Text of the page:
The Hudson Cos. and the Related Cos. are close to securing a $105 million loan for a 26-story apartment building on the new Cornell Tech campus now under construction on Roosevelt Island, The Real Deal has learned.
The building is particularly significant in that it will be the largest – and the tallest – structure in the world to employ a “passive house” design, which can cut energy costs by up to 90 percent. The apartment building will house 530 graduate students, faculty and Cornell Tech staff.
Wells Fargo is in late-stage negotiations to provide the construction loan for the 350-unit, 270-foot-tall residential high-rise, according to sources familiar with the talks. The bank would serve as the sole lender for the building.
The loan deal is expected to be finalized in the next week or two, sources told TRD. It is unclear the sources of financing for the other nine buildings on the 12-acre Cornell Tech campus, which has an estimated cost of $2 billion. Former Mayor Michael Bloomberg donated $100 million to the project last year.
Representatives for Hudson, Related and Wells Fargo declined to comment.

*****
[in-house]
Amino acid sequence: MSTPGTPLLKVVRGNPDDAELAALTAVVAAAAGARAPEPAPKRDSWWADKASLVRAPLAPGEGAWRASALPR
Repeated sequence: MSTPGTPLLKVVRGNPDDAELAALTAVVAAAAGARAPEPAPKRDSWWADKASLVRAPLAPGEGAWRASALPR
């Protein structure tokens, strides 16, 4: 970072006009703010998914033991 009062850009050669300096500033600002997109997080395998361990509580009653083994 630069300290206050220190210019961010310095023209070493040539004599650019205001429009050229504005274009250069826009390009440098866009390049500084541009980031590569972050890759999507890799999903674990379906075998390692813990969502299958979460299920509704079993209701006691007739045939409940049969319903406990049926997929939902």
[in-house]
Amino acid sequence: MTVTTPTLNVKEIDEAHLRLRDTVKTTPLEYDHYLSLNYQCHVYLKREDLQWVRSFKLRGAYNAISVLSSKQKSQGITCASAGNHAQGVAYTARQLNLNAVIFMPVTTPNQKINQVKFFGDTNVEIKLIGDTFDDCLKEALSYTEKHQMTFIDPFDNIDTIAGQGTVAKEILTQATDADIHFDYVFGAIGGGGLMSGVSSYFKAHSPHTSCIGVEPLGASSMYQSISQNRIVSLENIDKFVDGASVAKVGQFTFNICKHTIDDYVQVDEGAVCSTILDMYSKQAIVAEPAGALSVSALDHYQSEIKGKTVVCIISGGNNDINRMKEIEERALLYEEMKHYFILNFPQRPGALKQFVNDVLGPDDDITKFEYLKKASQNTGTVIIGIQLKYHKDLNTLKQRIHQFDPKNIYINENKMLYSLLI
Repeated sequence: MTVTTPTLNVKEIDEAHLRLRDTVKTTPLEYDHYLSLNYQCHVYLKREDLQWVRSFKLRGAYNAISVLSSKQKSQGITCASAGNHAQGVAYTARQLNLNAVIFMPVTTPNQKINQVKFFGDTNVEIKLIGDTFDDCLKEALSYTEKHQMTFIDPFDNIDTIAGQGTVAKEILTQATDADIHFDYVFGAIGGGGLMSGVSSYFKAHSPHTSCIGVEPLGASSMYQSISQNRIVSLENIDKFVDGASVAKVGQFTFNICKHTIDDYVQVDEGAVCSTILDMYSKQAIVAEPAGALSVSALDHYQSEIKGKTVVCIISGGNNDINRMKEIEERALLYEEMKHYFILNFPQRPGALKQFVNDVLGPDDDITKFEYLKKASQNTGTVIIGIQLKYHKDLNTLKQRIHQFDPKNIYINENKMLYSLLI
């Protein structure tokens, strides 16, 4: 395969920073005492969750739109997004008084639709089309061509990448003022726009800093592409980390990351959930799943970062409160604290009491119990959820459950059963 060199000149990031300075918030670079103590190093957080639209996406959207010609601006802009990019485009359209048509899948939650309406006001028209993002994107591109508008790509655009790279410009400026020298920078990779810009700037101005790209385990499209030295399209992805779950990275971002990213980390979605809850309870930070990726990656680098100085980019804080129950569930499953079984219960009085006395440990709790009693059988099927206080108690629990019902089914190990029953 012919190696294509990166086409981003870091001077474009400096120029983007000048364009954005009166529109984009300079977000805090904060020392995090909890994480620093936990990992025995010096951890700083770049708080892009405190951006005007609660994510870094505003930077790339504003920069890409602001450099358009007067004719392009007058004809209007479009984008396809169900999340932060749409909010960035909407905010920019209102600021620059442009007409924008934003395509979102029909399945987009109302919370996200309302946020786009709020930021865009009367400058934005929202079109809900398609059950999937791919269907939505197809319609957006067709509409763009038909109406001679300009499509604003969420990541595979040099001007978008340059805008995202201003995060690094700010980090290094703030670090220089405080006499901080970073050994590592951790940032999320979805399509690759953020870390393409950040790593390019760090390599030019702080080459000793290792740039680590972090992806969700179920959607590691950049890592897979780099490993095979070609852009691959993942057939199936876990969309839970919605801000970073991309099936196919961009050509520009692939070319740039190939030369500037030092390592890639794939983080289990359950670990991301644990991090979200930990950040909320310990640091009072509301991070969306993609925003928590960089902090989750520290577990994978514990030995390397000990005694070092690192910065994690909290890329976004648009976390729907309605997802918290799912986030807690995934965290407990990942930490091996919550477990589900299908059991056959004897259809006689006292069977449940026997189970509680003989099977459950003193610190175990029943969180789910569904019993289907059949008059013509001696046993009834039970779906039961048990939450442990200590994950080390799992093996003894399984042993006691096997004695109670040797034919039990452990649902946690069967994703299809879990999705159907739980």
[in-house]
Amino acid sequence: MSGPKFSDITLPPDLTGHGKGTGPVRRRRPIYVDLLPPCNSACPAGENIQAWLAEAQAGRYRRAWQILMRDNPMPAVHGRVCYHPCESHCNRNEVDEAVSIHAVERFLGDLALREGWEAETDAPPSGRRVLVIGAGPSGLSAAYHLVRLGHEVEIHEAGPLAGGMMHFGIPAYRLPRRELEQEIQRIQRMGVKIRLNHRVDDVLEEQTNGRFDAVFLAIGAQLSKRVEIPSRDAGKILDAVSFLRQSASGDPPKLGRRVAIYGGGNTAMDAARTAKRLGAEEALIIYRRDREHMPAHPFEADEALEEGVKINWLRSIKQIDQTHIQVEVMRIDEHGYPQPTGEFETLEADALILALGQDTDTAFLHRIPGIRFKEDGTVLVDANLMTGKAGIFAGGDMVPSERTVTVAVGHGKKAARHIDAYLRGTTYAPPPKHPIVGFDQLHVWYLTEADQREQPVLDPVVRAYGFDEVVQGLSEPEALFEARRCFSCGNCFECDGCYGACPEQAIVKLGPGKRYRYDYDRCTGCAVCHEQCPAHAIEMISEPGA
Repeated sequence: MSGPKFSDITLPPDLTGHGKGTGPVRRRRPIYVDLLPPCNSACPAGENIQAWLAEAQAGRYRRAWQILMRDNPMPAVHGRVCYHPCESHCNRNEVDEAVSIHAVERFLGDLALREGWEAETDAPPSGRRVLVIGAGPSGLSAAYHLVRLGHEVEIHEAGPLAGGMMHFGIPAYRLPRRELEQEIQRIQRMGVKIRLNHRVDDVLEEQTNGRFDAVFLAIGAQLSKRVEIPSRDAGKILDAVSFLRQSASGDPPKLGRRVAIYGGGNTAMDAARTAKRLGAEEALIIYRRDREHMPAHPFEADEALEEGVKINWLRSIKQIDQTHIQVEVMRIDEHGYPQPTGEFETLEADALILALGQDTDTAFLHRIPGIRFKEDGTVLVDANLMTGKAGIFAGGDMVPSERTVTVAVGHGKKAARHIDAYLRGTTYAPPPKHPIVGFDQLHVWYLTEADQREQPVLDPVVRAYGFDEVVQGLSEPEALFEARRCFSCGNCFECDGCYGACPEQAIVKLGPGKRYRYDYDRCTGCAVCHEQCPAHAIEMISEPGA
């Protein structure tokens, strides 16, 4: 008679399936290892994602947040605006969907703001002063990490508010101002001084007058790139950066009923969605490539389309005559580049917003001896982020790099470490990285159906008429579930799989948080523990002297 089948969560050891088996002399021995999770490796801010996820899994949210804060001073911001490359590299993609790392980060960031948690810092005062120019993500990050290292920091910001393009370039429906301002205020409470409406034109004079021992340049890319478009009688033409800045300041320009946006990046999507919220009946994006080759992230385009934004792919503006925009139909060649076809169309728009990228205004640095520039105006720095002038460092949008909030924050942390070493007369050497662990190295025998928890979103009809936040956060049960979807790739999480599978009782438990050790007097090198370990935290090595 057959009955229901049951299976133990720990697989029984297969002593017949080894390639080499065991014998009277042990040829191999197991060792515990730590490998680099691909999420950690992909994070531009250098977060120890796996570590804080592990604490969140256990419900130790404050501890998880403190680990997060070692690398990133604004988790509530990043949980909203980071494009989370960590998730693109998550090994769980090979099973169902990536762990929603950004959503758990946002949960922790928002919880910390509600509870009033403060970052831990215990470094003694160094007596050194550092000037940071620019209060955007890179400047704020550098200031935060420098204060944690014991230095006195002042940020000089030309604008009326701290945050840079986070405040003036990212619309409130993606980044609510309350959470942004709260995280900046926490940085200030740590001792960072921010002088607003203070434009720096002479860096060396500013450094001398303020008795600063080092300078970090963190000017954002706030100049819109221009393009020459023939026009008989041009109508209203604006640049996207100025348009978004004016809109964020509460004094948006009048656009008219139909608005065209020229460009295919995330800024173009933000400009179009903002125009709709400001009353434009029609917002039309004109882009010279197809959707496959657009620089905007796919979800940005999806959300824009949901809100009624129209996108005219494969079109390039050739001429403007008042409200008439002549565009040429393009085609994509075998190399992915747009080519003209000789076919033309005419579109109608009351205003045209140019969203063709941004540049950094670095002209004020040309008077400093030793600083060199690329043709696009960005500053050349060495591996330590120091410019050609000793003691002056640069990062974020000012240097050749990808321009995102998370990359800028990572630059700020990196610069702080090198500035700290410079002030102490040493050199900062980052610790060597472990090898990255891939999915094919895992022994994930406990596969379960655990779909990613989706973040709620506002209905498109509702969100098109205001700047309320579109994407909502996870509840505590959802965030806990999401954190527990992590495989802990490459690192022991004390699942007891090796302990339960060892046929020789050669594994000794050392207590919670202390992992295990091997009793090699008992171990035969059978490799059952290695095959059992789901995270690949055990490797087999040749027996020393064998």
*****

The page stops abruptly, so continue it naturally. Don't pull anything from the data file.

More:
Hudson and Related’s proposed apartment building, designed by Handel Architects, is expected to cost about $115 million to construct.
A “passive house” design refers to a building’s lack of active cooling or heating systems. Instead, a ventilator system that exchanges outdoor and indoor air, as well as an airtight envelope, sustain a comfortable indoor temperature. The world’s tallest existing passive building is a 20-story office property in Vienna.
The Cornell Tech project has several developers and architects. Hudson and Related are developing the passive house building, while Forest City Ratner is developing a co-working building called the Bridge at Cornell Tech – both in partnership with the Cornell Tech graduate school. In addition to Handel, the architects include Thom Mayne of Morphosis Architects, Weiss/Manfredi Architecture, and Skidmore Owings & Merrill, which designed the campus master plan.
In New York City, buildings account for 71 percent of carbon emissions and 37 percent of that figure comes from residential buildings, according to the Carbon Challenge Progress Report of 2013.
“There are four general contractors working on that project,” Hudson CEO David Kramer told TRD last year. “To make sure we all play well in the sandbox, there’s a lot of coordination.”
Part of the 2 million-square-foot campus is projected to open in summer 2017, but the three-phase project is not expected to be complete until 2043. Construction began on the campus in June 2015.